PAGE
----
Is anybody in charge of keeping satellites from colliding?

December 26, 2008

Dear Cecil:

As I stare into the beautiful dark sky above my home in Hawaii and see all the stars and satellites, I ponder the possibility of "space accidents." With all those satellites up there, are there any collisions? I don't suppose anybody is handing out OUIs (for orbiting under the influence), but how do they decide what satellite should go where? Who oversees all those orbits? Is it just a stellar free-for-all?

Cecil replies:

No, but it's not iron discipline either. To date we've been content to let just about anybody heave stuff into orbit, requiring only minimal reporting for most launches. But with increasing commercialization of space, things are starting to get crowded up there — the Union of Concerned Scientists lists 898 active satellites, operated by everybody from the U.S. to Luxembourg. Given the vastness of space, even in earth's immediate vicinity, it's not like we're talking bumper-to-bumper traffic. But consider:

(1) Those 898 satellites constitute only a fraction of orbiting objects. The North American Air Defense Command (NORAD) currently tracks about 13,000 spaceborne items, mostly junk. The French space agency CNES estimates there are 300,000 items of space debris larger than 1 cm, and 30 million larger than 1 mm.

(2) Satellites are expensive — the huge ones, like Europe's Envisat, can cost billions, and just putting something, anything, into orbit is likely to run you (per one NASA estimate) between $50 million and $400 million.

(3) Orbiting objects travel at tens of thousands of miles per hour. If two of them collide, they're both going to be moving at a good clip, so the net impact speed of a glancing blow won't necessarily be that high. But even if something merely sideswipes your $500 million orbiting investment, chances are it's hosed.

(4) Some space scientists fear the quantity of orbital junk is nearing a critical threshold, in which collisions between spaceborne objects occur so frequently, creating ever more fragments, that a chain reaction results, threatening future space exploration. This cascading effect is known as the Kessler syndrome, after former NASA scientist Donald Kessler, co-author of an early paper describing the threat.

In short, the day may not be far off when we'll need space traffic control — in fact people have been thinking along these lines for a long time. In 1959 the United Nations recommended that rules be drawn up for handling run-ins among spacecraft, but no detailed regulations yet exist. The 1974 Convention on Registration of Objects Launched Into Outer Space requires signatory nations to report their space launch details to the UN. Presumably all do, but where they actually put the spacecraft is still up to their individual space agencies. There's no international regulation on where low-earth satellites — those orbiting at less than about 1,200 miles up — can operate.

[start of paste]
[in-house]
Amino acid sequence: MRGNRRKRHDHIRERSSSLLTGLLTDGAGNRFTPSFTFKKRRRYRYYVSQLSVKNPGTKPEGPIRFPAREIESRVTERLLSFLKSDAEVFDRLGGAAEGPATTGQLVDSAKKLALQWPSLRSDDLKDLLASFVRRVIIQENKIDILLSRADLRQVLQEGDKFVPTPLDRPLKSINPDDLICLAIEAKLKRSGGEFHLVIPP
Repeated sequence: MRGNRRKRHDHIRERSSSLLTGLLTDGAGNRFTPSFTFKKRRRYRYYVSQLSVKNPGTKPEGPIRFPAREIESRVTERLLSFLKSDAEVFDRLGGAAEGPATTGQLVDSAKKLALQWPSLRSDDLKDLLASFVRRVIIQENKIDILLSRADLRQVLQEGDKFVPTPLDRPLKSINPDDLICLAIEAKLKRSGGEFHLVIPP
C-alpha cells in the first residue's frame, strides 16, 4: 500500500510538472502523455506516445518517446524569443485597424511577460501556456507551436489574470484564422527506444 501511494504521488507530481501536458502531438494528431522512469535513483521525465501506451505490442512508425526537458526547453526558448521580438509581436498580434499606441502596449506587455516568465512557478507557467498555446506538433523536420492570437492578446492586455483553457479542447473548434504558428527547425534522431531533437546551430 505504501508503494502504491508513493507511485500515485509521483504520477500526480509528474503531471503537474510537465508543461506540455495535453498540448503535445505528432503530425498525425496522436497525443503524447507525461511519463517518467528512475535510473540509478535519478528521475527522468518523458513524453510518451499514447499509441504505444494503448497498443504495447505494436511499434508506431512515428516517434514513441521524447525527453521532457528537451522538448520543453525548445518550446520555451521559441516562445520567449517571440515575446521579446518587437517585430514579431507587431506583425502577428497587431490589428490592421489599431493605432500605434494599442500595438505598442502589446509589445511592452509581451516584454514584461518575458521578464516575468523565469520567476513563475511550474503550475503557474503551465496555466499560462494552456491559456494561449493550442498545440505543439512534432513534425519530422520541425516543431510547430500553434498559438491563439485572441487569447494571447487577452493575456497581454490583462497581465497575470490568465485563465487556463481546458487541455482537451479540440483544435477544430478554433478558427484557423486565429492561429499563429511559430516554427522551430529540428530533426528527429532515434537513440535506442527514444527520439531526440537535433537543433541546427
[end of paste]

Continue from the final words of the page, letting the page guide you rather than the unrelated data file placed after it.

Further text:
Not-so-low-earth satellites are a different story. I speak here of geostationary satellites, which travel in a special orbit that allows them to remain in a fixed location relative to the earth's surface — a handy thing for communications and weather gear. The geostationary orbit is a relatively narrow ring about 22,300 miles above the equator. Because you need two degrees of separation between satellites to avoid radio interference, there are only 180 slots available. You can put multiple satellites in the same slot as long as they use different frequencies; nonetheless, these slots are a coveted commodity.

Seeing a chance to cash in, a group of equatorial countries issued the Bogota Declaration in 1976, claiming jurisdiction over the space above their countries. But as I've mentioned before, the declaration has been largely ignored, since the countries have no way to enforce it. Instead, the International Telecommunications Union, a UN agency, decides geostationary claims. For example, circa 1990 the tiny island nation of Tonga tried to reserve 16-plus slots for itself, possibly for speculative resale; other countries complained to the ITU, and Tonga settled for 6.

A bigger challenge is space debris — defunct satellites, booster rocket parts, and fragments of both. Mere regulation won't accomplish much — a lot of this stuff has been bouncing around the spaceways for decades. Hundreds of close calls happen each day. Admittedly "close call" is defined as approaching within one kilometer, which may sound like plenty of room. But some encounters are of a much closer kind:

  • In December 1991, debris from the Russian Cosmos 926 satellite hit the Cosmos 1934, an event that went unnoticed at the time and was only detected years later on analysis of old tracking data.
  • In July 1996, a small French satellite called Cerise suddenly started tumbling in orbit. The cause? A piece of space debris from an old U.S. rocket hit Cerise's stabilizing boom at over 31,000 MPH. Amazingly, the satellite recovered and completed its mission.
  • In January 2005, a piece of a Chinese rocket had a high-level meeting with a 31-year-old U.S. rocket booster, scattering new debris.

These impacts were in relatively low orbits, but even high orbits can be hazardous. In March 2006, a Russian telecommunications satellite in geostationary orbit was irreparably damaged following apparent impact with an unknown object. The same thing had seemingly happened to a geostationary European communications satellite in 1993.

So the forthcoming space traffic control agency has its work cut out for it. I'll volunteer to get on the horn with Luxembourg — nobody can tell me those jamokes need 16 satellites. But random debris is a tougher nut, and space cops alone won't crack it. Someday we'll need orbital street sweeping, too.

Dr. Kessler, we think your syndrome may be starting

This disturbing report just in.

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